He was also a major contributor in the redesign of the Apollo capsule following the tragic fire that killed three astronauts. Following an intense review of all the factors that led to the accident, the contractor was directed to make major changes not only in the design but also in the procedures used during manufacturing and testing. Eberhard spent time at the contractor's plant both as an adviser and as an inspector, a difficult role that few but he could have performed. The ultimate performance of Apollo benefited greatly from his extensive experience in rocket technology as well as his thoughtful human qualities.
When Wernher was invited to NASA headquarters to assist in long-range planning, Eberhard became the director of the Marshall Space Flight Center. The Apollo lunar landing missions were completed during his tenure and a unique mission was initiated. The first two stages of Saturn were used to place Skylab in space. The laboratory was fashioned from the third state of the Saturn launch vehicle. The fuel tanks and rocket engines were replaced by compartments for sleeping, eating, exercise, and scientific investigation. A great deal was learned from this mission about the physiology of long-duration flight and the relationship of solar flares to high-intensity radiation and its impact on our environment.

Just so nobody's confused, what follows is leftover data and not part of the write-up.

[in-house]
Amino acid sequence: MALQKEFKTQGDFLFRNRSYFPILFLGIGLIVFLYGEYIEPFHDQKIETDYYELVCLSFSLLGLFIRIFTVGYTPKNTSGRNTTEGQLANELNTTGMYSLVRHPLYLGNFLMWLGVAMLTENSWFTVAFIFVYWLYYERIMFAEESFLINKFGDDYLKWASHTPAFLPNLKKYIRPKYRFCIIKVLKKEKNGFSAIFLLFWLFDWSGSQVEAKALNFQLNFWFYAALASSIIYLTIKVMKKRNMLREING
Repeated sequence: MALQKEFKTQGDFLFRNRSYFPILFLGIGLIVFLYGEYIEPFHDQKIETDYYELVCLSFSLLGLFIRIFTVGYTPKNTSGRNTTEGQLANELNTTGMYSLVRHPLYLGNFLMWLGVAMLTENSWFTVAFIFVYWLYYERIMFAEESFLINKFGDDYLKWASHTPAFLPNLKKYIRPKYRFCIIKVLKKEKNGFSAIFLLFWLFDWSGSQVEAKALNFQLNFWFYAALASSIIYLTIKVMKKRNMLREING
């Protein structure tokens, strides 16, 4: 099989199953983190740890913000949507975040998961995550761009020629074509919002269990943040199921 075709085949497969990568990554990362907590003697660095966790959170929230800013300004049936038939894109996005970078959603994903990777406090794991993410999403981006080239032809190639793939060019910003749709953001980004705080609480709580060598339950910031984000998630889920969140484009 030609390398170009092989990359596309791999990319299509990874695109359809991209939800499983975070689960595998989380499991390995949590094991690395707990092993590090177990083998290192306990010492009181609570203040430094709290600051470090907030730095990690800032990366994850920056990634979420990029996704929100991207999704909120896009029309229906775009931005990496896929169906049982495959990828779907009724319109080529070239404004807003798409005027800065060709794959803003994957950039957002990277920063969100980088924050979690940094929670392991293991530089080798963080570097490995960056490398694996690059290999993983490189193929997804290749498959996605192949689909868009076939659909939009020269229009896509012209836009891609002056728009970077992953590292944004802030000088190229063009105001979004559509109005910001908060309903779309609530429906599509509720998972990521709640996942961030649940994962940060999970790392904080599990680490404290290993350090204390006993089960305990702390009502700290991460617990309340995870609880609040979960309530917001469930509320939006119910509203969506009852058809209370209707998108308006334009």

After leaving NASA, Eberhard was a consultant on the so-called Space- Lab Project in Bremen, West Germany. Eberhard was an engineer's engineer. He was seldom in the public eye, but in the engineering community he was widely recognized for his broad experiences with liquid-fuel rocket engines, multistage structures, and reentry heat shields. He knew how to adapt missiles for use in space probes and satellite launchers. He also understood manufacturing, quality control, and testing procedures. And most important, he knew how to achieve national objectives by leading technical teams in these important fields of endeavor.
During his life, Eberhard received many awards. These honors include the U.S. Army's Exceptional Civilian Service Award, the Defense Department's Distinguished Civilian Service Award, NASA's Outstanding Leadership Medal and Distinguished Service Medal, and the Hermann Orberth Award and Holger Toftoy Award from the Alabama Section of the American Institute of Aeronautics and Astronautics (AIAA). He received honorary doctor's degrees from Rollins College and the University of Alabama in Huntsville. He was a fellow of the AIAA and the American Astronautical Society, a member of the National Academy of Engineering, the von Braun Astronomical Society, and an honorary member of the Hermann Oberth Society, Germany.
Eberhard Rees is survived by his wife, Maria Rees, of DeLand, Florida, and his sister, Marianne Haller, of Germany.